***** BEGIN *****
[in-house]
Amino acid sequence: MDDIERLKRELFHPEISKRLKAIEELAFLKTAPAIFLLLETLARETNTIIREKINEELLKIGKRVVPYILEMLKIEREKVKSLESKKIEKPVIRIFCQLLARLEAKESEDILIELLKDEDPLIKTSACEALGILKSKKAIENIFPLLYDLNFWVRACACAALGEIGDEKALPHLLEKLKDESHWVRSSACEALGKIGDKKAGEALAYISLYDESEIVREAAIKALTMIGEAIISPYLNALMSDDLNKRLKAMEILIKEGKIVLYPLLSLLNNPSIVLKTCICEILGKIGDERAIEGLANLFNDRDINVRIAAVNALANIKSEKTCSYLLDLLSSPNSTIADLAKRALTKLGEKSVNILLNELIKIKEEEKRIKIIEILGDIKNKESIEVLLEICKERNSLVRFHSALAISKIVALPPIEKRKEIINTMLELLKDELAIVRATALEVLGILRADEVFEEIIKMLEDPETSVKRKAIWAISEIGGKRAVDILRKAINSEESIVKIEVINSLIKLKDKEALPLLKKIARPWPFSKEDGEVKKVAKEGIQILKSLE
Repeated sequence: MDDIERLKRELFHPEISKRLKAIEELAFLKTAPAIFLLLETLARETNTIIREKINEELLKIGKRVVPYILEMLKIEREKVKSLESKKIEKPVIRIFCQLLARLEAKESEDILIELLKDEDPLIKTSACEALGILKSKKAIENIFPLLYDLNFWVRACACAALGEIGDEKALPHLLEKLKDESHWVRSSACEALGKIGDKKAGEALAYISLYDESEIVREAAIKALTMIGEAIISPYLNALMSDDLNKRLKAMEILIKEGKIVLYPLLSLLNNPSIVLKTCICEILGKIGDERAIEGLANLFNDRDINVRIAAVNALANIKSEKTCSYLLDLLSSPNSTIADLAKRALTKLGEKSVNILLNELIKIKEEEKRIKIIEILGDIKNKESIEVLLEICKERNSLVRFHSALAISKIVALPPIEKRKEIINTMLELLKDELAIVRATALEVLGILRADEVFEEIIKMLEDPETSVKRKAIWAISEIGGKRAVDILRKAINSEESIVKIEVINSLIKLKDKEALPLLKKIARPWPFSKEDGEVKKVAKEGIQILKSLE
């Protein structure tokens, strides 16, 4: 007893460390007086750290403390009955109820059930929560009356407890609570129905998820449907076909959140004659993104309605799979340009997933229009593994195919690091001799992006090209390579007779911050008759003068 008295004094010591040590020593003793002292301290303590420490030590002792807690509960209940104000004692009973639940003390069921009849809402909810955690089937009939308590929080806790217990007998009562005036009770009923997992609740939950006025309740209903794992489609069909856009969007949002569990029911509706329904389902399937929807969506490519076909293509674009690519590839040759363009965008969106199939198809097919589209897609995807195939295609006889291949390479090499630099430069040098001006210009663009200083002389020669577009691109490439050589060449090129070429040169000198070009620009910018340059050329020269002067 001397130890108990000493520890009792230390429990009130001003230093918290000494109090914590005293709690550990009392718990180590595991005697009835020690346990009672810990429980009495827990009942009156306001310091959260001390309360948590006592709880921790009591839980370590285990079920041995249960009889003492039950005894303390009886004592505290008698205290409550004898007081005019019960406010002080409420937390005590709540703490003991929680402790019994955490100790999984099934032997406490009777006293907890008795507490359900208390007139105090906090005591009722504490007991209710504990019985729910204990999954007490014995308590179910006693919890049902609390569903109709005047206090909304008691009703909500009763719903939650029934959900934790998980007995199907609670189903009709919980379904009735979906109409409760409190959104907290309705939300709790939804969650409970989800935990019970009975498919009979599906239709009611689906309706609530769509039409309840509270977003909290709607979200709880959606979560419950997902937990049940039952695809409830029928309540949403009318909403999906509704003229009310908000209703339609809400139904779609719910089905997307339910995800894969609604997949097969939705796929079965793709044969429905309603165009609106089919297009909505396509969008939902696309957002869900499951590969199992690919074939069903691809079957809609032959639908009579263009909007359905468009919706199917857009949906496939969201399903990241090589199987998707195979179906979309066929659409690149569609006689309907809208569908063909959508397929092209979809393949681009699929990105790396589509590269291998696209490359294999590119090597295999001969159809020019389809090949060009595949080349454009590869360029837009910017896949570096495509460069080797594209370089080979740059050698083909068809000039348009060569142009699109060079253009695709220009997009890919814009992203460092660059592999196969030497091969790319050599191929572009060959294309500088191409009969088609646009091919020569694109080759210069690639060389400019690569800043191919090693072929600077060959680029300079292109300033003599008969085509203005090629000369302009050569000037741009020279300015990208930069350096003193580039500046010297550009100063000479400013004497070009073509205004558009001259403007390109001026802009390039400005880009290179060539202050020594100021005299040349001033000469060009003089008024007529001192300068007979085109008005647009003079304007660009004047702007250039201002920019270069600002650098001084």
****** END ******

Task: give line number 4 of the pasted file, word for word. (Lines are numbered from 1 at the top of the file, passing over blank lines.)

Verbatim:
């Protein structure tokens, strides 16, 4: 007893460390007086750290403390009955109820059930929560009356407890609570129905998820449907076909959140004659993104309605799979340009997933229009593994195919690091001799992006090209390579007779911050008759003068 008295004094010591040590020593003793002292301290303590420490030590002792807690509960209940104000004692009973639940003390069921009849809402909810955690089937009939308590929080806790217990007998009562005036009770009923997992609740939950006025309740209903794992489609069909856009969007949002569990029911509706329904389902399937929807969506490519076909293509674009690519590839040759363009965008969106199939198809097919589209897609995807195939295609006889291949390479090499630099430069040098001006210009663009200083002389020669577009691109490439050589060449090129070429040169000198070009620009910018340059050329020269002067 001397130890108990000493520890009792230390429990009130001003230093918290000494109090914590005293709690550990009392718990180590595991005697009835020690346990009672810990429980009495827990009942009156306001310091959260001390309360948590006592709880921790009591839980370590285990079920041995249960009889003492039950005894303390009886004592505290008698205290409550004898007081005019019960406010002080409420937390005590709540703490003991929680402790019994955490100790999984099934032997406490009777006293907890008795507490359900208390007139105090906090005591009722504490007991209710504990019985729910204990999954007490014995308590179910006693919890049902609390569903109709005047206090909304008691009703909500009763719903939650029934959900934790998980007995199907609670189903009709919980379904009735979906109409409760409190959104907290309705939300709790939804969650409970989800935990019970009975498919009979599906239709009611689906309706609530769509039409309840509270977003909290709607979200709880959606979560419950997902937990049940039952695809409830029928309540949403009318909403999906509704003229009310908000209703339609809400139904779609719910089905997307339910995800894969609604997949097969939705796929079965793709044969429905309603165009609106089919297009909505396509969008939902696309957002869900499951590969199992690919074939069903691809079957809609032959639908009579263009909007359905468009919706199917857009949906496939969201399903990241090589199987998707195979179906979309066929659409690149569609006689309907809208569908063909959508397929092209979809393949681009699929990105790396589509590269291998696209490359294999590119090597295999001969159809020019389809090949060009595949080349454009590869360029837009910017896949570096495509460069080797594209370089080979740059050698083909068809000039348009060569142009699109060079253009695709220009997009890919814009992203460092660059592999196969030497091969790319050599191929572009060959294309500088191409009969088609646009091919020569694109080759210069690639060389400019690569800043191919090693072929600077060959680029300079292109300033003599008969085509203005090629000369302009050569000037741009020279300015990208930069350096003193580039500046010297550009100063000479400013004497070009073509205004558009001259403007390109001026802009390039400005880009290179060539202050020594100021005299040349001033000469060009003089008024007529001192300068007979085109008005647009003079304007660009004047702007250039201002920019270069600002650098001084």